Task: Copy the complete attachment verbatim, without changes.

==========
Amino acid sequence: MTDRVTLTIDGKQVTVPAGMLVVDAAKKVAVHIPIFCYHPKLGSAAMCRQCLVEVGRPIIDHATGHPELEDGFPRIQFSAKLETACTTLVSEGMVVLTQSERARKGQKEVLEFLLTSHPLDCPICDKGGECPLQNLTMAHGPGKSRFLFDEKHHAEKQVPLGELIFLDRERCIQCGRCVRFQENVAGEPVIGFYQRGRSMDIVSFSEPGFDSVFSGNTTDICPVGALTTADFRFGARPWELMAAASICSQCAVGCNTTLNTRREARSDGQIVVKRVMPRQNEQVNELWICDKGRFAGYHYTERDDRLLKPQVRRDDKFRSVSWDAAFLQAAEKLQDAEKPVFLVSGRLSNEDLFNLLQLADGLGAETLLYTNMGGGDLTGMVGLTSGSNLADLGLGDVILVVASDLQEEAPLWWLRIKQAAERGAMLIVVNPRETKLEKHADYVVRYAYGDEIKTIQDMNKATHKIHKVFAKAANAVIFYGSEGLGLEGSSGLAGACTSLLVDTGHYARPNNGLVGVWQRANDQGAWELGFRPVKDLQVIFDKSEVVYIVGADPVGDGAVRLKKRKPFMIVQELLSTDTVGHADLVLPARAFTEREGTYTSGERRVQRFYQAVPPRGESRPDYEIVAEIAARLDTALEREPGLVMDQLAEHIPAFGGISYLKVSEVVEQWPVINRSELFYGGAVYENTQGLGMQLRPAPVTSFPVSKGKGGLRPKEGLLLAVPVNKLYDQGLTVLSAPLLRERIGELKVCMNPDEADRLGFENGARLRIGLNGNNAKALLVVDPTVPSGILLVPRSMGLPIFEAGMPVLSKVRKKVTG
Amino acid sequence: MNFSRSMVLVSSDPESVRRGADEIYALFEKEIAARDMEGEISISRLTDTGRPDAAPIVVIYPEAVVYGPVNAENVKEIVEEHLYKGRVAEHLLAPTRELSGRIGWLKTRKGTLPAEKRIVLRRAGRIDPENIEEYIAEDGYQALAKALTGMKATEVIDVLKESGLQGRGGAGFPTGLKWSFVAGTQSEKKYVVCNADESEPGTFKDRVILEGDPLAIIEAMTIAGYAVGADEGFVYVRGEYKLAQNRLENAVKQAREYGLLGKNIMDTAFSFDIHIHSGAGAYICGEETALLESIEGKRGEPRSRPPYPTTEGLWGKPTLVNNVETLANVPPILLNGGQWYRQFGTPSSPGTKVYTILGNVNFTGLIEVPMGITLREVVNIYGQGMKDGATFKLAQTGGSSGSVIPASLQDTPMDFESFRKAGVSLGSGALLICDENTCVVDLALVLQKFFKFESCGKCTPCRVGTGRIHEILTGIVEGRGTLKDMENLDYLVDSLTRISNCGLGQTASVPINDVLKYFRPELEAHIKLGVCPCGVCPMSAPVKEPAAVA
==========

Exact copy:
Amino acid sequence: MTDRVTLTIDGKQVTVPAGMLVVDAAKKVAVHIPIFCYHPKLGSAAMCRQCLVEVGRPIIDHATGHPELEDGFPRIQFSAKLETACTTLVSEGMVVLTQSERARKGQKEVLEFLLTSHPLDCPICDKGGECPLQNLTMAHGPGKSRFLFDEKHHAEKQVPLGELIFLDRERCIQCGRCVRFQENVAGEPVIGFYQRGRSMDIVSFSEPGFDSVFSGNTTDICPVGALTTADFRFGARPWELMAAASICSQCAVGCNTTLNTRREARSDGQIVVKRVMPRQNEQVNELWICDKGRFAGYHYTERDDRLLKPQVRRDDKFRSVSWDAAFLQAAEKLQDAEKPVFLVSGRLSNEDLFNLLQLADGLGAETLLYTNMGGGDLTGMVGLTSGSNLADLGLGDVILVVASDLQEEAPLWWLRIKQAAERGAMLIVVNPRETKLEKHADYVVRYAYGDEIKTIQDMNKATHKIHKVFAKAANAVIFYGSEGLGLEGSSGLAGACTSLLVDTGHYARPNNGLVGVWQRANDQGAWELGFRPVKDLQVIFDKSEVVYIVGADPVGDGAVRLKKRKPFMIVQELLSTDTVGHADLVLPARAFTEREGTYTSGERRVQRFYQAVPPRGESRPDYEIVAEIAARLDTALEREPGLVMDQLAEHIPAFGGISYLKVSEVVEQWPVINRSELFYGGAVYENTQGLGMQLRPAPVTSFPVSKGKGGLRPKEGLLLAVPVNKLYDQGLTVLSAPLLRERIGELKVCMNPDEADRLGFENGARLRIGLNGNNAKALLVVDPTVPSGILLVPRSMGLPIFEAGMPVLSKVRKKVTG
Amino acid sequence: MNFSRSMVLVSSDPESVRRGADEIYALFEKEIAARDMEGEISISRLTDTGRPDAAPIVVIYPEAVVYGPVNAENVKEIVEEHLYKGRVAEHLLAPTRELSGRIGWLKTRKGTLPAEKRIVLRRAGRIDPENIEEYIAEDGYQALAKALTGMKATEVIDVLKESGLQGRGGAGFPTGLKWSFVAGTQSEKKYVVCNADESEPGTFKDRVILEGDPLAIIEAMTIAGYAVGADEGFVYVRGEYKLAQNRLENAVKQAREYGLLGKNIMDTAFSFDIHIHSGAGAYICGEETALLESIEGKRGEPRSRPPYPTTEGLWGKPTLVNNVETLANVPPILLNGGQWYRQFGTPSSPGTKVYTILGNVNFTGLIEVPMGITLREVVNIYGQGMKDGATFKLAQTGGSSGSVIPASLQDTPMDFESFRKAGVSLGSGALLICDENTCVVDLALVLQKFFKFESCGKCTPCRVGTGRIHEILTGIVEGRGTLKDMENLDYLVDSLTRISNCGLGQTASVPINDVLKYFRPELEAHIKLGVCPCGVCPMSAPVKEPAAVA